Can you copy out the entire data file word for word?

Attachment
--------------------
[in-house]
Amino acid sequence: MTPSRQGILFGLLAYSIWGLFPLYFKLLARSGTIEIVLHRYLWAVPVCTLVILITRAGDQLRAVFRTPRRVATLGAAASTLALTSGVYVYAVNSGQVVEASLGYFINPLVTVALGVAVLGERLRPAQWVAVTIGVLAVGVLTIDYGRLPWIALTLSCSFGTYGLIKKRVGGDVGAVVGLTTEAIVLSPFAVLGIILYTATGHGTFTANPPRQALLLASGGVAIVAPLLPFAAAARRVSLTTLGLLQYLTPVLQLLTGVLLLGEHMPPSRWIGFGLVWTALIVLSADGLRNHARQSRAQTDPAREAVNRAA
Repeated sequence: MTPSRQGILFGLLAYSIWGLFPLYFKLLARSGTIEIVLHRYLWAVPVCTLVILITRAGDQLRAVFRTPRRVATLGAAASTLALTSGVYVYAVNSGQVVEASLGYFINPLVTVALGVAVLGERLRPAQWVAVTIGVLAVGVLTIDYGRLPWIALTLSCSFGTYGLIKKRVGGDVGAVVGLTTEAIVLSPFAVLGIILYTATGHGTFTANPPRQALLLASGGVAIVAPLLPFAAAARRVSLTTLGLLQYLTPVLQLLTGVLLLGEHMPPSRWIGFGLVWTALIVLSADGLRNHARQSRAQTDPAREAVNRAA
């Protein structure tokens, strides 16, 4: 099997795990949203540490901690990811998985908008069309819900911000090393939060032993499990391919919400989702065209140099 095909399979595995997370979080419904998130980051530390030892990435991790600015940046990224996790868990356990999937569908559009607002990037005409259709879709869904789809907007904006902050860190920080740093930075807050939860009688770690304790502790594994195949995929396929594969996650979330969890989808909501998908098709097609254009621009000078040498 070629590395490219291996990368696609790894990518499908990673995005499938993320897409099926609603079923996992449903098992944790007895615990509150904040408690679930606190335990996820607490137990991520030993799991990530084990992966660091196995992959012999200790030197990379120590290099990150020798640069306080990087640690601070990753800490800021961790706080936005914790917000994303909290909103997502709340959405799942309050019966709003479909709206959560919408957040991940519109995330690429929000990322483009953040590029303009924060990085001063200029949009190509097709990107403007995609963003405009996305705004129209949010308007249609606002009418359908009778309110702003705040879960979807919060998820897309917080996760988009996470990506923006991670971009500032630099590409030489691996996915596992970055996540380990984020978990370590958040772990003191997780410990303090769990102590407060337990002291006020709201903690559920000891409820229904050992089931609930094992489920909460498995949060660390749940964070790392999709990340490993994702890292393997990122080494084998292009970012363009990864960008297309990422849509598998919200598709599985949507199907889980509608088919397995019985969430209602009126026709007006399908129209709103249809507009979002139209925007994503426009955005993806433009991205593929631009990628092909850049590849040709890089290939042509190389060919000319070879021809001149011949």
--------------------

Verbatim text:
[in-house]
Amino acid sequence: MTPSRQGILFGLLAYSIWGLFPLYFKLLARSGTIEIVLHRYLWAVPVCTLVILITRAGDQLRAVFRTPRRVATLGAAASTLALTSGVYVYAVNSGQVVEASLGYFINPLVTVALGVAVLGERLRPAQWVAVTIGVLAVGVLTIDYGRLPWIALTLSCSFGTYGLIKKRVGGDVGAVVGLTTEAIVLSPFAVLGIILYTATGHGTFTANPPRQALLLASGGVAIVAPLLPFAAAARRVSLTTLGLLQYLTPVLQLLTGVLLLGEHMPPSRWIGFGLVWTALIVLSADGLRNHARQSRAQTDPAREAVNRAA
Repeated sequence: MTPSRQGILFGLLAYSIWGLFPLYFKLLARSGTIEIVLHRYLWAVPVCTLVILITRAGDQLRAVFRTPRRVATLGAAASTLALTSGVYVYAVNSGQVVEASLGYFINPLVTVALGVAVLGERLRPAQWVAVTIGVLAVGVLTIDYGRLPWIALTLSCSFGTYGLIKKRVGGDVGAVVGLTTEAIVLSPFAVLGIILYTATGHGTFTANPPRQALLLASGGVAIVAPLLPFAAAARRVSLTTLGLLQYLTPVLQLLTGVLLLGEHMPPSRWIGFGLVWTALIVLSADGLRNHARQSRAQTDPAREAVNRAA
């Protein structure tokens, strides 16, 4: 099997795990949203540490901690990811998985908008069309819900911000090393939060032993499990391919919400989702065209140099 095909399979595995997370979080419904998130980051530390030892990435991790600015940046990224996790868990356990999937569908559009607002990037005409259709879709869904789809907007904006902050860190920080740093930075807050939860009688770690304790502790594994195949995929396929594969996650979330969890989808909501998908098709097609254009621009000078040498 070629590395490219291996990368696609790894990518499908990673995005499938993320897409099926609603079923996992449903098992944790007895615990509150904040408690679930606190335990996820607490137990991520030993799991990530084990992966660091196995992959012999200790030197990379120590290099990150020798640069306080990087640690601070990753800490800021961790706080936005914790917000994303909290909103997502709340959405799942309050019966709003479909709206959560919408957040991940519109995330690429929000990322483009953040590029303009924060990085001063200029949009190509097709990107403007995609963003405009996305705004129209949010308007249609606002009418359908009778309110702003705040879960979807919060998820897309917080996760988009996470990506923006991670971009500032630099590409030489691996996915596992970055996540380990984020978990370590958040772990003191997780410990303090769990102590407060337990002291006020709201903690559920000891409820229904050992089931609930094992489920909460498995949060660390749940964070790392999709990340490993994702890292393997990122080494084998292009970012363009990864960008297309990422849509598998919200598709599985949507199907889980509608088919397995019985969430209602009126026709007006399908129209709103249809507009979002139209925007994503426009955005993806433009991205593929631009990628092909850049590849040709890089290939042509190389060919000319070879021809001149011949």